Z-Wave is a wireless technology that lets you control and monitor typical household devices such as power sockets, thermostats, boilers, motion sensors, blinds and window shutters, garage doors, IP cameras, power and water meters, and similar. Z-Wave devices communicate with one-another using a wireless signal at a frequency of 868.42MHz (EU).
Individual devices can be controlled by a Z-Wave control unit (with PC, tablet or mobile phone based access), remote controller, wall controller or even another Z-Wave device (for example a temperature sensor can send a signal to switch air-conditioning on and to close the blinds).
To create a smart home and control it really couldn't be simpler. To control Z-Wave devices in your home or flat, so creating a SMART HOME, you will need:
Z-Wave devices are simple to install, frequently Plug-n-Play. It depends on the type of product. A sensor installation is different from a wall socket module installation, a boiler switching relay or power circuit switching relay installation. With all Z-Wave devices the DIY (do it yourself) installation is of vital importance.
Should you have problems installing or setting-up a device, the user manuals are on our website, or you can request assistance by e-mail or phone.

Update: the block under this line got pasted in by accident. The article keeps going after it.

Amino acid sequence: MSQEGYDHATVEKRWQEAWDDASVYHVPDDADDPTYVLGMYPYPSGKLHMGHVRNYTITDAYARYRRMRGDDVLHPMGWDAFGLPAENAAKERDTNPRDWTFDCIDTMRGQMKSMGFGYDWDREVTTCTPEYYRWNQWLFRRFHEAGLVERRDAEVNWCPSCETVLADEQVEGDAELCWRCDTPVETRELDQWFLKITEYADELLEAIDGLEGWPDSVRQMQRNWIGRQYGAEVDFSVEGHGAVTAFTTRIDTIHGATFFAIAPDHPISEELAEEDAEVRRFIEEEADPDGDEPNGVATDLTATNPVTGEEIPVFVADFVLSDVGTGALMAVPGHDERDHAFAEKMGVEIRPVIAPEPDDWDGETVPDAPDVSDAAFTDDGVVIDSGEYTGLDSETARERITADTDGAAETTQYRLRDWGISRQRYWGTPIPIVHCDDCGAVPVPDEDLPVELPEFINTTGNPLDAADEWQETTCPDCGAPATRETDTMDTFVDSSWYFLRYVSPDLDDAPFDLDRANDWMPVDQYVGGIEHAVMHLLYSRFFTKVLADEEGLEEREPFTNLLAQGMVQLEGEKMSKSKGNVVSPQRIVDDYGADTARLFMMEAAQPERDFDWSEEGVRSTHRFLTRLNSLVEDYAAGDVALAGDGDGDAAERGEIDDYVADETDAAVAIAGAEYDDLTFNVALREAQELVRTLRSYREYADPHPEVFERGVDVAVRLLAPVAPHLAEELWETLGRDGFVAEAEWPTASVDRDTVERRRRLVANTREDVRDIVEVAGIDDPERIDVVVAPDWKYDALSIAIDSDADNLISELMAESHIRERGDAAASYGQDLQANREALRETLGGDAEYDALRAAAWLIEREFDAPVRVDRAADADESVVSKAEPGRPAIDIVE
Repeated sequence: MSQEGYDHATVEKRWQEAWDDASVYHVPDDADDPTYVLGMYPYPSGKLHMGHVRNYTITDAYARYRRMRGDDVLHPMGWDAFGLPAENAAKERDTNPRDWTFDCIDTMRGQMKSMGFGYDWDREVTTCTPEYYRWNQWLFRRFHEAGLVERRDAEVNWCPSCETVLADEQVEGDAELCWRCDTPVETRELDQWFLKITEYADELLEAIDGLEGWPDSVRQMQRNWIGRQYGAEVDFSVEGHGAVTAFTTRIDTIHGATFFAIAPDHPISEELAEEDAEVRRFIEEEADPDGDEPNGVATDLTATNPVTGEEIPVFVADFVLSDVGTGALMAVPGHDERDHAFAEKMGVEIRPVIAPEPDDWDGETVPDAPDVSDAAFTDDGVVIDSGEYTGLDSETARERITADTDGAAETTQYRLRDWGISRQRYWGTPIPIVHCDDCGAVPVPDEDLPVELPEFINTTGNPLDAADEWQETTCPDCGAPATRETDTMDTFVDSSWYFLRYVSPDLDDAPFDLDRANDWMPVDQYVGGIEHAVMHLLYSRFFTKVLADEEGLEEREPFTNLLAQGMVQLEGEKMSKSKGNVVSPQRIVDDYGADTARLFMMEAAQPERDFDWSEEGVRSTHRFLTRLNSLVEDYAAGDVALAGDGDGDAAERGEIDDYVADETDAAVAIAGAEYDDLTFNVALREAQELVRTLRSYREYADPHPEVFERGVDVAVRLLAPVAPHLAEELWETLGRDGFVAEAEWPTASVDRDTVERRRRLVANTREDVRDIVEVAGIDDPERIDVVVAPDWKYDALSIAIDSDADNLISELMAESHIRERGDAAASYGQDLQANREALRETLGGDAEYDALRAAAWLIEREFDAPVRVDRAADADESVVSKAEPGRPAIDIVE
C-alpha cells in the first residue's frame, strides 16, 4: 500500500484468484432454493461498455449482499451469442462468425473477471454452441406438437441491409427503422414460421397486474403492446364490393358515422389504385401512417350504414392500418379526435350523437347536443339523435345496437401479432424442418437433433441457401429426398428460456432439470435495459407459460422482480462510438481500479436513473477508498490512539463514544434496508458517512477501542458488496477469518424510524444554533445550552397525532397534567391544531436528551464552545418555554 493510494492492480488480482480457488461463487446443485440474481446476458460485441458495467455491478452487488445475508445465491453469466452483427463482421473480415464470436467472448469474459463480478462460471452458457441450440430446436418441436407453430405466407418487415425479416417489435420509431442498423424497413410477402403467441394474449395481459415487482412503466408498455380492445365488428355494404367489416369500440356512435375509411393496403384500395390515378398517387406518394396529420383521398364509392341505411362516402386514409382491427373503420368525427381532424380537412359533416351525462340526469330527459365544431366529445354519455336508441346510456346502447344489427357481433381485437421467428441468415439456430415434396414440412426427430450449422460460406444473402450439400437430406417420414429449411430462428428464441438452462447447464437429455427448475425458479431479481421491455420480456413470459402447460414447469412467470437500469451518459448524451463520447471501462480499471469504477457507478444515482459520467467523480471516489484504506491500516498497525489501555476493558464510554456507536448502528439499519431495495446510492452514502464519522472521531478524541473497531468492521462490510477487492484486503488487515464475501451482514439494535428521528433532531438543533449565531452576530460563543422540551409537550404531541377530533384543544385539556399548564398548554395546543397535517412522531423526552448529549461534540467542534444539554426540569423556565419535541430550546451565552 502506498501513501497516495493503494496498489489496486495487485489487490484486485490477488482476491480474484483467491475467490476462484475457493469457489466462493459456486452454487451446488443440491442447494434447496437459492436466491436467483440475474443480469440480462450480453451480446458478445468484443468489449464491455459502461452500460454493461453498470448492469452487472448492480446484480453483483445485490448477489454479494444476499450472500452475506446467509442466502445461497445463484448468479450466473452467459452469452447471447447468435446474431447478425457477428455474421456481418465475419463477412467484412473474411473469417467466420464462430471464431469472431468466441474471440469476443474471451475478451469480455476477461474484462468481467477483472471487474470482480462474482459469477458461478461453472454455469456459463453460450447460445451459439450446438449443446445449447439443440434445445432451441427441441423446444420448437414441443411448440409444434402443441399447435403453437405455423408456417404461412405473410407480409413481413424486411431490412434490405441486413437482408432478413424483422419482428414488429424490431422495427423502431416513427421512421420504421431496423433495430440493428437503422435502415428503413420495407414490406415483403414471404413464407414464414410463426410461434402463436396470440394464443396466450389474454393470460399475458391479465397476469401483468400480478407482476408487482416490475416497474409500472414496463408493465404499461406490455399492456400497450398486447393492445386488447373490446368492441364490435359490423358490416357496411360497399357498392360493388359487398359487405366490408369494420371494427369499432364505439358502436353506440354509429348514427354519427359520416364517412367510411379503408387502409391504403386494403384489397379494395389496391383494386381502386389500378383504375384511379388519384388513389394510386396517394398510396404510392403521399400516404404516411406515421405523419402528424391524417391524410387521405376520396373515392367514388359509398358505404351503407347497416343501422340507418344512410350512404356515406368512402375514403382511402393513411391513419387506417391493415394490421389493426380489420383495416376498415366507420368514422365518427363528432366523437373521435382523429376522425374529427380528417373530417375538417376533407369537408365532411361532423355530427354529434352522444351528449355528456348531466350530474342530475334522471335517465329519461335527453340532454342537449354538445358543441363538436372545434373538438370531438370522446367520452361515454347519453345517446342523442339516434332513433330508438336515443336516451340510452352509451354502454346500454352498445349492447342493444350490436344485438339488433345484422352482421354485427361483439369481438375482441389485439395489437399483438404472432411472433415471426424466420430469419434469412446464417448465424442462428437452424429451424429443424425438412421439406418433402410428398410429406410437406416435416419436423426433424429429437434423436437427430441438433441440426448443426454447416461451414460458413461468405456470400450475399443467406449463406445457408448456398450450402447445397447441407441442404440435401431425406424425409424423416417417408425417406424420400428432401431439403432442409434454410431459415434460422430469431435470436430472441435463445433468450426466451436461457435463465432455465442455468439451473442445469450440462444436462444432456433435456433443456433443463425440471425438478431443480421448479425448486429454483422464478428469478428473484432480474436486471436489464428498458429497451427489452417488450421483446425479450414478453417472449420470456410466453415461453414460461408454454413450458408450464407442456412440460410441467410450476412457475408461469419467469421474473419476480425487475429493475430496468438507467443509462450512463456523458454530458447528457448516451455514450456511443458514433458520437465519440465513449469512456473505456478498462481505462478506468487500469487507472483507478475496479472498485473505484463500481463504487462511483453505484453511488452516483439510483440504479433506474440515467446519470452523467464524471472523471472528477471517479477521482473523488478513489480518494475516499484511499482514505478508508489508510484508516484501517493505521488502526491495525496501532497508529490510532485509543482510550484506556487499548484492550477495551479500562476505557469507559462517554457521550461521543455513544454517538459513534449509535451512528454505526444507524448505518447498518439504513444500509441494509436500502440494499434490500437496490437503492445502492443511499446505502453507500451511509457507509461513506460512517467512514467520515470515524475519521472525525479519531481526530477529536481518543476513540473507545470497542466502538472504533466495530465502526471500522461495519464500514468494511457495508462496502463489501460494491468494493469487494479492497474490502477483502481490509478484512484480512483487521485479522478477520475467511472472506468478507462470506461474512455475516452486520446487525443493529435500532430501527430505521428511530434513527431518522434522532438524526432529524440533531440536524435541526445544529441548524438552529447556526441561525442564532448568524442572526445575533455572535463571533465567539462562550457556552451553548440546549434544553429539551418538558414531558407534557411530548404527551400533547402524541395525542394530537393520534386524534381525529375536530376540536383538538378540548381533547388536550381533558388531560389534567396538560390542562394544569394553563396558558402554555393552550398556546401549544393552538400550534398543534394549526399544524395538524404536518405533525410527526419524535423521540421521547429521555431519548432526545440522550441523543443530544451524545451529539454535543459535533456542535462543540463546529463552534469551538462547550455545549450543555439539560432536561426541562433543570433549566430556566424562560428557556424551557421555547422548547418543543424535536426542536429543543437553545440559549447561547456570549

Of all the home automation solutions, Z-Wave has the best selection of products. At present there are over 900 products supplied by some 250 manufacturers. Z-Wave is simply the best and most suitable home automation and smart home technology of all available wireless technologies. All available Z-Wave products for Europe can be found here.
Z-Wave technology has been optimised for power efficiency. A Z-Wave device can be powered either from the mains 110/230 VAC, 12/24 VDC or from a battery (average battery life is more than a year). For example, the Fibaro Z-Wave relay module uses less than 0.8W.
The range of the Z-Wave signal is up to 100 meters out in the open, and 30 to 50 meters inside buildings.
Z-Wave uses mesh topology, i.e. all devices can communicate with one-another. Z-Wave devices can also forward and route signal intended for other Z-Wave devices (routing). So the range and coverage of the wireless Z-Wave network grows with the number of devices in your home.
Basically, as many as you want. However, a single Z-Wave control unit (IP Controller) can control a maximum of 232 Z-Wave devices.
No, the Z-Wave standard specifies that the maximum output power is 10mW with a duty cycle of about 1%. To put this into perspective, the output power of a mobile phone is around 2,000mW. So the Z-Wave devices emit 4,000-times less power than a mobile phone.
No, the Z-Wave frequency used within the EU was set to 868.42 MHz. Typical home WiFi networks use the 2.4 and 5 GHz frequency band.